Dissenting arbitrator says many domain arbitration panels are missing the point.
A recent WIPO domain name dispute for RuggedSwitch.com was found in favor of the complainant (read case). But one of the three arbitrators on the case –Diane Cabell — dissented, and her dissent puts into words the frustrations many people have about how UDRP cases are being handled:
The Complaint should fail under Section 4(c)(i) because the Respondent was using the Domain Name to offer bona fide goods and services prior to notice of the complaint. Complainant’s remedy is in court, not here.
This is a dispute between two competitors from different countries. The term “rugged switchâ€ is a descriptive term used in their industry. Respondent registered the Domain Name for the purpose of using the descriptive term to describe the goods it was selling. That use is a legitimate interest. At the time the Domain Name was registered, Complainant held one design mark registration in Canada and, according to its US mark registration, had begun using the term as a mark in the US a few months earlier but it is not clear from the record that it had perfected any rights nor had it yet applied for a US registration. Design marks are distinguishable from text marks. Design mark rights exist only in combination with the design. A domain name contains no design elements. At that point in time, it would seem that Respondent violated no trademark rights when it registered the Domain Name.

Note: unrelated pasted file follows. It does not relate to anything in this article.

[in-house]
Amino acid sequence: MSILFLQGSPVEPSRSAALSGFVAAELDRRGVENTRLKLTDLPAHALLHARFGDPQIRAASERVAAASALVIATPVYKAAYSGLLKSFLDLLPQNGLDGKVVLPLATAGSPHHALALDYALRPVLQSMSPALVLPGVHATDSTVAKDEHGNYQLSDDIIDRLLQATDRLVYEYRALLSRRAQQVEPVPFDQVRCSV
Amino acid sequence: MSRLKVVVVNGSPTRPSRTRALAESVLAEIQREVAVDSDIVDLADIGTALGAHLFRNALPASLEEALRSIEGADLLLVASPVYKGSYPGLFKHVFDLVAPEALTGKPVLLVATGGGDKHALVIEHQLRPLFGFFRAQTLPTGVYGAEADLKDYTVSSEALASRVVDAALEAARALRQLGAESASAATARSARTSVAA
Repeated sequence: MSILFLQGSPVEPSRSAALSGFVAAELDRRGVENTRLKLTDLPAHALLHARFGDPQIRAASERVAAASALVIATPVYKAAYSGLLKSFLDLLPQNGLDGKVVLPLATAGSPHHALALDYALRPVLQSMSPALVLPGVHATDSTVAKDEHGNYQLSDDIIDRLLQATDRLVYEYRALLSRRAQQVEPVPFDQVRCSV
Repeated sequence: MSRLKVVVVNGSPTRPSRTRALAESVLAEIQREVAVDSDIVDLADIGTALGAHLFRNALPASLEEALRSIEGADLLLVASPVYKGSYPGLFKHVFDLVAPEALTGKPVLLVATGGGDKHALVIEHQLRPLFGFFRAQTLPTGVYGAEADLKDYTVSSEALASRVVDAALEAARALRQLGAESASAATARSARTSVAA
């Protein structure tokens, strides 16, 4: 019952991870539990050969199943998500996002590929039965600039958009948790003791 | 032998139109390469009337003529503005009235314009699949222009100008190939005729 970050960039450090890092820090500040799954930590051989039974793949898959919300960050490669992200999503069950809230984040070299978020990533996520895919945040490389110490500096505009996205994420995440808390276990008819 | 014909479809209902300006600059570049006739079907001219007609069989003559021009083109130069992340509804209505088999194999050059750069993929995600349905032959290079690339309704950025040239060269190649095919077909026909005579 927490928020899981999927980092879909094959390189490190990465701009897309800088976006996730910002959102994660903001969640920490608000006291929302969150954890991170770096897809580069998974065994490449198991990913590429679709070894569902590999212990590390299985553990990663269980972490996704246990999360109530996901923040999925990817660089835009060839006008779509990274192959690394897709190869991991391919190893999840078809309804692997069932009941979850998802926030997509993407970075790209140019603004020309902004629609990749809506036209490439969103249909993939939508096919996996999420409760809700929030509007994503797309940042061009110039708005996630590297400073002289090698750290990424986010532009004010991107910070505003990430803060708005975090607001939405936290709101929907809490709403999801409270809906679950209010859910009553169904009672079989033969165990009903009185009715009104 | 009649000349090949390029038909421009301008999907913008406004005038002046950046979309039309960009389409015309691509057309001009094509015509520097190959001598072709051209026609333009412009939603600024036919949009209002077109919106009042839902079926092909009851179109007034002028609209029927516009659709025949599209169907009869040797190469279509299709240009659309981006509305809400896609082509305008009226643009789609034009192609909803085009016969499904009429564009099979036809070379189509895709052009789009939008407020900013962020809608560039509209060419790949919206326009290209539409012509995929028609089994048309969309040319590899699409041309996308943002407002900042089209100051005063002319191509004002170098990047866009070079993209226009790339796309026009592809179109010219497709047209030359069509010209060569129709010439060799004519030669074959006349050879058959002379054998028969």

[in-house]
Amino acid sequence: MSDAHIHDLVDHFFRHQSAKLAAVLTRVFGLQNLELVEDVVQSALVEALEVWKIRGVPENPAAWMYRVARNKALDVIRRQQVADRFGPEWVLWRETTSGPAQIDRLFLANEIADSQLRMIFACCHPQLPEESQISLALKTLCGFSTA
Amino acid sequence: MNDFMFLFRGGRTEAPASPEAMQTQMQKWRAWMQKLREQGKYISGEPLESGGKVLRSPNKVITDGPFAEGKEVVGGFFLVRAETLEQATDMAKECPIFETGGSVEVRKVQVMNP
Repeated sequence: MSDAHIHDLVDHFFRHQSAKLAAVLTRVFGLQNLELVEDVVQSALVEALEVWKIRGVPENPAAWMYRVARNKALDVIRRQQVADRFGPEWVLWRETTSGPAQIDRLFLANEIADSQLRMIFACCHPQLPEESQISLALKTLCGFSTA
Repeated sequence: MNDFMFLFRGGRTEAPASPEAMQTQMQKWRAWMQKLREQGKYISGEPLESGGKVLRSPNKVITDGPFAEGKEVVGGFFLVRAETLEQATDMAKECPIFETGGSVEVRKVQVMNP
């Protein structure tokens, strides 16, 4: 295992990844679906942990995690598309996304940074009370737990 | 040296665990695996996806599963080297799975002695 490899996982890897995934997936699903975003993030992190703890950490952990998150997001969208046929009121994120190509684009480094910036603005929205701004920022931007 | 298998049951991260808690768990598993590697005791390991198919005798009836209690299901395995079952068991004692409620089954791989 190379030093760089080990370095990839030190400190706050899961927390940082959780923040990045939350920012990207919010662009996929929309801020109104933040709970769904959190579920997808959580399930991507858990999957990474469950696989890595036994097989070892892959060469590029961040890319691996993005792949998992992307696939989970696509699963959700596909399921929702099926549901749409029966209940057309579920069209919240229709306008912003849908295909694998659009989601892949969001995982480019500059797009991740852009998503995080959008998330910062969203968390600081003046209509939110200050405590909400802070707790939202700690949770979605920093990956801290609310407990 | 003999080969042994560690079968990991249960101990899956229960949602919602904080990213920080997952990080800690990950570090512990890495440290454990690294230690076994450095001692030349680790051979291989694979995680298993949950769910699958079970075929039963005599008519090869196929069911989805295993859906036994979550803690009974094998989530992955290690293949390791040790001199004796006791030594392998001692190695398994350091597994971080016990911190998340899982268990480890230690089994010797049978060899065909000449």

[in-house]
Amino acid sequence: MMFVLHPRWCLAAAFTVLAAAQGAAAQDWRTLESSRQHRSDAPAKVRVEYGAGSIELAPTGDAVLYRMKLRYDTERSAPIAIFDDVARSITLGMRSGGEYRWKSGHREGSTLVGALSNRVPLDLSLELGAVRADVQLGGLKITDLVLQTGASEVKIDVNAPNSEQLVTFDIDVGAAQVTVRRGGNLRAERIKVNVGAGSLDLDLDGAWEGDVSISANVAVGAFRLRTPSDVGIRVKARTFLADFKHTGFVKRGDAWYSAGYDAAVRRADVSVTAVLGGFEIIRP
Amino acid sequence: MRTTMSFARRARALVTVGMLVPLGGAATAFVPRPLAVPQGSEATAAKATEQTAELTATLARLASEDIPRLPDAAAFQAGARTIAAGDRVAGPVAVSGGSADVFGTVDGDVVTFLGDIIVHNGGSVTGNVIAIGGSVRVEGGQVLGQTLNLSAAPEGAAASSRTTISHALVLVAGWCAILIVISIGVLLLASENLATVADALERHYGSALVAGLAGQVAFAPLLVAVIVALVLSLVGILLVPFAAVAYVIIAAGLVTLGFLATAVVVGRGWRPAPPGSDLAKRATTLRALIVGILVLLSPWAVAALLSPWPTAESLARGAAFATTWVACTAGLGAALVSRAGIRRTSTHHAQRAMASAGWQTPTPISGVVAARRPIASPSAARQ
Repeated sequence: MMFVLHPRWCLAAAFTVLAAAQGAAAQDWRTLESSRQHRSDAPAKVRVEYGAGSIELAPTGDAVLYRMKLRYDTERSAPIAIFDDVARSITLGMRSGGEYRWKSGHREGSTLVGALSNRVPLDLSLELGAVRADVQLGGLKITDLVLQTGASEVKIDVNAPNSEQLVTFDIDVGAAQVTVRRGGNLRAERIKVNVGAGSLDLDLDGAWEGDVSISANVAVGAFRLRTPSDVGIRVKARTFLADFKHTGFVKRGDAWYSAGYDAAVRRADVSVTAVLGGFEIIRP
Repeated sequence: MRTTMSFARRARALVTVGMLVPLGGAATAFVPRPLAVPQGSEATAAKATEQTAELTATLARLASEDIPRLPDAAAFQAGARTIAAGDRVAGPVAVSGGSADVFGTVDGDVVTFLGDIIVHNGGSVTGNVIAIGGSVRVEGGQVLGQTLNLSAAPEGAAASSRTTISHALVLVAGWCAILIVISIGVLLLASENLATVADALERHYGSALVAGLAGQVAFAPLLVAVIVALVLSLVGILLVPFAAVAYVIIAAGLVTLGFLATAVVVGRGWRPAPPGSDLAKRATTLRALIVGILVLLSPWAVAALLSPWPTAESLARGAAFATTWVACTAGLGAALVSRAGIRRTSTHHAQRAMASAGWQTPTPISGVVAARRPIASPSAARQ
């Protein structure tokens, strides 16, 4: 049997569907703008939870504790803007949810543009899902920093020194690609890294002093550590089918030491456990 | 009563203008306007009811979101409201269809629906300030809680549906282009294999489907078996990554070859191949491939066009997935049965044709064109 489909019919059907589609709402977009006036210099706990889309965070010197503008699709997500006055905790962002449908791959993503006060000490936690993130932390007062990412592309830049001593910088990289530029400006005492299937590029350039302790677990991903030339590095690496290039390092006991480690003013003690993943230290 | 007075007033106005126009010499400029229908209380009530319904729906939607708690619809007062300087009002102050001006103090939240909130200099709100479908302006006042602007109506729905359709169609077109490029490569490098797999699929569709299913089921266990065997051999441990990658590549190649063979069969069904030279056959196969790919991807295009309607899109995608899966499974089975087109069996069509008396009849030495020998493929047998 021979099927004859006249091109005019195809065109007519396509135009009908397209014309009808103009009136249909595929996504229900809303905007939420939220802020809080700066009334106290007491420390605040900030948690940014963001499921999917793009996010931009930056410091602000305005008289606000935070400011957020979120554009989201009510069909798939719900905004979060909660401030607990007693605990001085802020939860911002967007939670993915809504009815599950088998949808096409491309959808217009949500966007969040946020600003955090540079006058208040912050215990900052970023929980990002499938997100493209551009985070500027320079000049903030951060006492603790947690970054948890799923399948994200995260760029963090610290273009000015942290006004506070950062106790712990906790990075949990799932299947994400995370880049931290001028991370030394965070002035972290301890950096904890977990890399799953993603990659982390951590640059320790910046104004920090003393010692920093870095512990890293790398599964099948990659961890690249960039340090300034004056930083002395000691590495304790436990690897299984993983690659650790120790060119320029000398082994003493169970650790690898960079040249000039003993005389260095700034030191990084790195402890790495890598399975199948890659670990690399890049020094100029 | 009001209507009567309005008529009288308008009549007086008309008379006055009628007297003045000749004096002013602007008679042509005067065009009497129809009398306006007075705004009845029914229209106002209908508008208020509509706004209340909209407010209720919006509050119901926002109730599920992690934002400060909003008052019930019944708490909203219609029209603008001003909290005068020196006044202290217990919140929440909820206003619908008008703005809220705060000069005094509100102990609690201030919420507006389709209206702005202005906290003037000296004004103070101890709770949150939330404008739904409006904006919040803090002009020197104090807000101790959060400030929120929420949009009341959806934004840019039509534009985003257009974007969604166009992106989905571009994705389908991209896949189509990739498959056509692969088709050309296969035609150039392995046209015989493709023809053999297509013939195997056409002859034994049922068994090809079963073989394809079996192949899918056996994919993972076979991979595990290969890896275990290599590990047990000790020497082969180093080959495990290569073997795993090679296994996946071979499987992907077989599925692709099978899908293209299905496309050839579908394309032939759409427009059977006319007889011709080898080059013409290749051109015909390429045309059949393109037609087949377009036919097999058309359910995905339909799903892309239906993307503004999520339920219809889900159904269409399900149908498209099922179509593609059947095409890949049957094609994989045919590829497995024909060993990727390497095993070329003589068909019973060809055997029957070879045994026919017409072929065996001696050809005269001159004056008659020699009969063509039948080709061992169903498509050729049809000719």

Moreover, Complainant’s later US mark applications were rejected as descriptive for switches. Complainant amended its application to eliminate the class of goods involving switches and was subsequently issued a registration. This again, reinforces the lack of any mark rights sufficient to prevent the use of the term as intended by the Respondent.
Before the UDRP was developed, the domain dispute policy applicable to “.comâ€ domains gave sole and exclusive right to a domain name to the owners of trademarks, regardless of the type of mark, its jurisdiction or of any competing rights that a domain registrant might have (local rights to use, design versus text, common law mark rights, reseller, etc.). The UDRP was designed to address that inequity and to allow panelists to frame decisions on the equities in each case including recognition of local rights and privileges. It was designed to address the fairly limited situation of cybersquatting in which a knowing registrant specifically targeted a known mark owner in an attempt to extract value directly from that owner’s mark.
Today, many panels will find proof of all three of the Policy’s elements simply from the existence of a mark of any kind with arguments that any mark is by definition identical or confusingly similar, that any use by any party other than a mark owner can only be illegitimate, and that bad faith necessarily exists if there is no legitimate interest.
That takes us back to the beginning, which I find disheartening.
If you track UDRP cases, it’s worth noting that the lead arbitrator on this panel was Matthew S. Harris. He’s been involved in some other questionable cases lately, including aubert.com (which was owned by Tucows and also had a dissenting opinion) and unofficialblackberrystore.com.